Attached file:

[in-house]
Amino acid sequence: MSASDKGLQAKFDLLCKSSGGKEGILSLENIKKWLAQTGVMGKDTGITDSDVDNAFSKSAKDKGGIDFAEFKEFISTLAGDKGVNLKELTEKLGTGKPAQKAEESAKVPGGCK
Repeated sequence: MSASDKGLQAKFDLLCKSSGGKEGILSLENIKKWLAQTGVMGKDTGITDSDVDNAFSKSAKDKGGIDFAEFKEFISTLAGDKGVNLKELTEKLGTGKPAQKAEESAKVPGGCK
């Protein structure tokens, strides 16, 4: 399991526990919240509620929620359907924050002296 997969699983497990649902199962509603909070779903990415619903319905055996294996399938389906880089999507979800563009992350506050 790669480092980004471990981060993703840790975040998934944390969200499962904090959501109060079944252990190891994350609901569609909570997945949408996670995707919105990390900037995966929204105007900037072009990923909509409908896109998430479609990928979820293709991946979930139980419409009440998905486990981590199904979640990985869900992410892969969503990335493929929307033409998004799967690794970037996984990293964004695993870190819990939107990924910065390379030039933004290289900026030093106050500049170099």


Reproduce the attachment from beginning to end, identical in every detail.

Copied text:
[in-house]
Amino acid sequence: MSASDKGLQAKFDLLCKSSGGKEGILSLENIKKWLAQTGVMGKDTGITDSDVDNAFSKSAKDKGGIDFAEFKEFISTLAGDKGVNLKELTEKLGTGKPAQKAEESAKVPGGCK
Repeated sequence: MSASDKGLQAKFDLLCKSSGGKEGILSLENIKKWLAQTGVMGKDTGITDSDVDNAFSKSAKDKGGIDFAEFKEFISTLAGDKGVNLKELTEKLGTGKPAQKAEESAKVPGGCK
């Protein structure tokens, strides 16, 4: 399991526990919240509620929620359907924050002296 997969699983497990649902199962509603909070779903990415619903319905055996294996399938389906880089999507979800563009992350506050 790669480092980004471990981060993703840790975040998934944390969200499962904090959501109060079944252990190891994350609901569609909570997945949408996670995707919105990390900037995966929204105007900037072009990923909509409908896109998430479609990928979820293709991946979930139980419409009440998905486990981590199904979640990985869900992410892969969503990335493929929307033409998004799967690794970037996984990293964004695993870190819990939107990924910065390379030039933004290289900026030093106050500049170099």